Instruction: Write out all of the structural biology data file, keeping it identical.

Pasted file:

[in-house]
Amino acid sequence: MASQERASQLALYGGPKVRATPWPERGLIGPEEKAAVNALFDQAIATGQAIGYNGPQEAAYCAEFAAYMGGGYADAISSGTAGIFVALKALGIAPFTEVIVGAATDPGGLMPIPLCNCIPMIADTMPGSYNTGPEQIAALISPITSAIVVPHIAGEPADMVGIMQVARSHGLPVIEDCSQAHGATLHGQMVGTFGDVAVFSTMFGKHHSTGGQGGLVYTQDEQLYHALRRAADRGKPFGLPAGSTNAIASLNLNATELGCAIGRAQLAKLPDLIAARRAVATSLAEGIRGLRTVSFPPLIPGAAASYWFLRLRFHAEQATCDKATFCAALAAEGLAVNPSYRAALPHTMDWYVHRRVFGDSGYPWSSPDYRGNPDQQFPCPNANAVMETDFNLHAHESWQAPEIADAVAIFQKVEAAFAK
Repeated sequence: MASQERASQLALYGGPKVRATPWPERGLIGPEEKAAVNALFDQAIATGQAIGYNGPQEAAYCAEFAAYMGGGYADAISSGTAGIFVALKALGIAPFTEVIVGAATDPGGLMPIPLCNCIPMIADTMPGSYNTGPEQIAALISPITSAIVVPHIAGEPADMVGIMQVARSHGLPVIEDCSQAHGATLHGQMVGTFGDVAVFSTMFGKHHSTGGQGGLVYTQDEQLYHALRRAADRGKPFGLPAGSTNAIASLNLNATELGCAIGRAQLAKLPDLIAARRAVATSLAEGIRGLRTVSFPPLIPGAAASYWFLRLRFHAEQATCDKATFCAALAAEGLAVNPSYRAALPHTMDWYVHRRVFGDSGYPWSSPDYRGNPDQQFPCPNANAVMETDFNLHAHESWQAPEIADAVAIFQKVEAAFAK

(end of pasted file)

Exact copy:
[in-house]
Amino acid sequence: MASQERASQLALYGGPKVRATPWPERGLIGPEEKAAVNALFDQAIATGQAIGYNGPQEAAYCAEFAAYMGGGYADAISSGTAGIFVALKALGIAPFTEVIVGAATDPGGLMPIPLCNCIPMIADTMPGSYNTGPEQIAALISPITSAIVVPHIAGEPADMVGIMQVARSHGLPVIEDCSQAHGATLHGQMVGTFGDVAVFSTMFGKHHSTGGQGGLVYTQDEQLYHALRRAADRGKPFGLPAGSTNAIASLNLNATELGCAIGRAQLAKLPDLIAARRAVATSLAEGIRGLRTVSFPPLIPGAAASYWFLRLRFHAEQATCDKATFCAALAAEGLAVNPSYRAALPHTMDWYVHRRVFGDSGYPWSSPDYRGNPDQQFPCPNANAVMETDFNLHAHESWQAPEIADAVAIFQKVEAAFAK
Repeated sequence: MASQERASQLALYGGPKVRATPWPERGLIGPEEKAAVNALFDQAIATGQAIGYNGPQEAAYCAEFAAYMGGGYADAISSGTAGIFVALKALGIAPFTEVIVGAATDPGGLMPIPLCNCIPMIADTMPGSYNTGPEQIAALISPITSAIVVPHIAGEPADMVGIMQVARSHGLPVIEDCSQAHGATLHGQMVGTFGDVAVFSTMFGKHHSTGGQGGLVYTQDEQLYHALRRAADRGKPFGLPAGSTNAIASLNLNATELGCAIGRAQLAKLPDLIAARRAVATSLAEGIRGLRTVSFPPLIPGAAASYWFLRLRFHAEQATCDKATFCAALAAEGLAVNPSYRAALPHTMDWYVHRRVFGDSGYPWSSPDYRGNPDQQFPCPNANAVMETDFNLHAHESWQAPEIADAVAIFQKVEAAFAK